Where the High Fidelity cables had greatest impact was in the preamp to power amp stage. Here, the smoothness which I had identified in the coaxial wire was true of the regular interconnects too but not in a way that might suggest any loss of detail. Instead, these cables did something dramatic to the resolution of certain instruments on very familiar recordings. Tord Gustavson’s work is a great vehicle for examining changes in my rig and I pick one or two of his early trio recordings on ECM every review cycle for such purposes. That the music is wonderful doesn’t hurt either. Drummer Jarle Vespestad is a master of using percussion to add space and punch to moody instrumentals and in contrast to most drummers, he can exploit cymbals in ways that require the listener to pay attention to catch the nuances in the music. I’ve listened to ‘Being There’ (ECM, 2007) literally hundreds of times with multiple components and cabling systems but I have never heard the delineation of Vespestad’s cymbal work so clearly outlined. The CT-1s seemed to open up the soundstage to reveal the trio with a little more room for each instrument to occupy. This particularly affected the presentation of cymbals floating free from the bass and piano to have a clearer role in the overall sonic interplay between the musicians. But it was not just the presentation of cymbals. The track “Karmosin” from this album opens with the drums, unaccompanied, sparsely indicating, in absence of a clear rhythm or meter, that something is coming. The first listen caught my ear and had me hit the ‘back’ button a couple of times to check what I was hearing, so realistic did this stop-start roll across the various drums sound to my ears.
At the other end of the frequency range, the CT-1s offer a very clear bass articulation that might at first sound ‘less’ than competitors (and which might be reflected in my comments on the front end cable differences above) but on repeated close listening reveals itself as exceptionally balanced. A check I always make when listening to bass on rock and jazz recordings is how well I can follow the bass guitar alone while other instruments and vocalists pile into the mix. The idea here is to identify every bass note in isolation rather than as part of a merged ‘low-note’ punch that typifies such reproduction on less than excellent speakers and rigs. Again and again, with the CT-1 in the loop, and particularly when feeding the Spectron monos, the clarity of bass reproduction was superb, to the point where I could follow along with the instrumental line in isolation from kick-drum, electric guitar or organ on such well-listened to recordings as Ronnie Earl’s Grateful Heart or Holly Cole’s Temptation.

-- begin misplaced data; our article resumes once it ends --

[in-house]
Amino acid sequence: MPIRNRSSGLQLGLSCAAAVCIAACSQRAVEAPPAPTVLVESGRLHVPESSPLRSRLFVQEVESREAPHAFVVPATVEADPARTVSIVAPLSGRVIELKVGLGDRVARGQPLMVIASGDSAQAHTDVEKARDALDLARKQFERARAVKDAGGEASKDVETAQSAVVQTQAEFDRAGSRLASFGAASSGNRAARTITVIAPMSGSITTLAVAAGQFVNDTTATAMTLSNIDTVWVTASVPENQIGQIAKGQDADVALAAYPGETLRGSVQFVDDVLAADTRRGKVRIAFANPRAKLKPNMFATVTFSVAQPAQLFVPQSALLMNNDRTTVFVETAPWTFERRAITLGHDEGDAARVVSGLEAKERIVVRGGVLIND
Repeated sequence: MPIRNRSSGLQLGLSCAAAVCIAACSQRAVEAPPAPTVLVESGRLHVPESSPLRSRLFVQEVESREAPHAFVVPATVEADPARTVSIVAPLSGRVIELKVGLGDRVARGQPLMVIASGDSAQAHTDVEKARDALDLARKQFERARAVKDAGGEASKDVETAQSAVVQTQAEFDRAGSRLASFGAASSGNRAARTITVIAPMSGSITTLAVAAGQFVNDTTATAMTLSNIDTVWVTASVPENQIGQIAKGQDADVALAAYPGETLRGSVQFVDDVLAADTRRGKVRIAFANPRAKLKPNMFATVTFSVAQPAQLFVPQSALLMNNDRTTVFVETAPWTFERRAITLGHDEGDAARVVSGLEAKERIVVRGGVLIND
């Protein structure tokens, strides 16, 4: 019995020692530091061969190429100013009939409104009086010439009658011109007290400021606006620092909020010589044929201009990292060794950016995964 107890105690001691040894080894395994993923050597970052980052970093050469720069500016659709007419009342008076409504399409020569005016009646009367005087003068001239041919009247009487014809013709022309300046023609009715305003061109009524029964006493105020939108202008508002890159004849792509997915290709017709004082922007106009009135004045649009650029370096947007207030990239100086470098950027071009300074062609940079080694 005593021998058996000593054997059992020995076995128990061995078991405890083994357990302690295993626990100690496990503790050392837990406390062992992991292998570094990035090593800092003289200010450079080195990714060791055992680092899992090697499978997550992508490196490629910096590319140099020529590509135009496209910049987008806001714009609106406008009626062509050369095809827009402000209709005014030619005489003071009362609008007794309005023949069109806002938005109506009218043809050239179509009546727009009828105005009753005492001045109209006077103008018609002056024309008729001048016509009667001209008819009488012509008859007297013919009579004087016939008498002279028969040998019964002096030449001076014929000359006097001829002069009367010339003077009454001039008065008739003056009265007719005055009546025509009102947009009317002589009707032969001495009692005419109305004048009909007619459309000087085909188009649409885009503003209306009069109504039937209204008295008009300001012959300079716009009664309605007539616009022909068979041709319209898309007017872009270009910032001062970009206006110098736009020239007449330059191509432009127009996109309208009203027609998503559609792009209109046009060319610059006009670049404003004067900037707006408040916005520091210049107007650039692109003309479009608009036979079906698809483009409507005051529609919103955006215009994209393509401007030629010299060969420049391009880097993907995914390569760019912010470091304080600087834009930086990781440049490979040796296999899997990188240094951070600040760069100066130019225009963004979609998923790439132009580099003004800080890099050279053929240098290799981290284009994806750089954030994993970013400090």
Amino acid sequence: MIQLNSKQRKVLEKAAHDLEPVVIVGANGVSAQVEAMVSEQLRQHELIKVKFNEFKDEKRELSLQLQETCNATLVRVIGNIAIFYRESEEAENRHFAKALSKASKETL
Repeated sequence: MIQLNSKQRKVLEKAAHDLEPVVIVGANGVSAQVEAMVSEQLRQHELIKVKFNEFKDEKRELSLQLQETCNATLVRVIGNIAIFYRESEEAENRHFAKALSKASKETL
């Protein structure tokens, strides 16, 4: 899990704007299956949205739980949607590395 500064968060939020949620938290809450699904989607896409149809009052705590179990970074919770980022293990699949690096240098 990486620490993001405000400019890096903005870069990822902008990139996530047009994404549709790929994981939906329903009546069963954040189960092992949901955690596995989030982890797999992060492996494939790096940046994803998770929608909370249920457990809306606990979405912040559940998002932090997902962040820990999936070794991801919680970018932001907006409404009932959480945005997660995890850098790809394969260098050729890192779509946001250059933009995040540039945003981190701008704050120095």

The latter recording is a test for any system. If, like me, you love Cole’s voice on this album, closely-mic’d to create an intimacy of reproduction in your room, then listening is its own reward but as a review tool, this recording contains some basic arrangements that can highlight strengths or weaknesses of your system pretty quickly. I once returned a pair of speakers I’d purchased online on the basis of a bass anomaly I heard within seconds of playing “Train Song” from this album. The lumpy, booming sound that came from one speaker indicated something was not right, and sure enough, the company checked and found an internal wiring problem, sending me a new corrected pair without fuss. The acoustic bass on this album is recorded in a manner that makes it hard to ignore, for both good and bad reasons. When reproduced well it’s almost live in your room but if not, it can boom and hang around ruining all timing in the music. If you want help positioning your speakers where you are not working against the room, try this album. To say I was impressed with the CT-1s when listening to this album would be an understatement. Full, rich stand-up bass emerged with a sense of placement, natural decay, instrumental body and not a hint of boom. In fact, this is the best I have ever heard this album reproduced in my room and I could almost see bassist David Piltch digging in to the strings in places to add dynamic drive, or lightening off with his right hand to soften the attack on the strings. Here was one recording where switching back and forth between an all-CT-1 line and a comparison combo left me in no doubt about the joys of this single provider loom.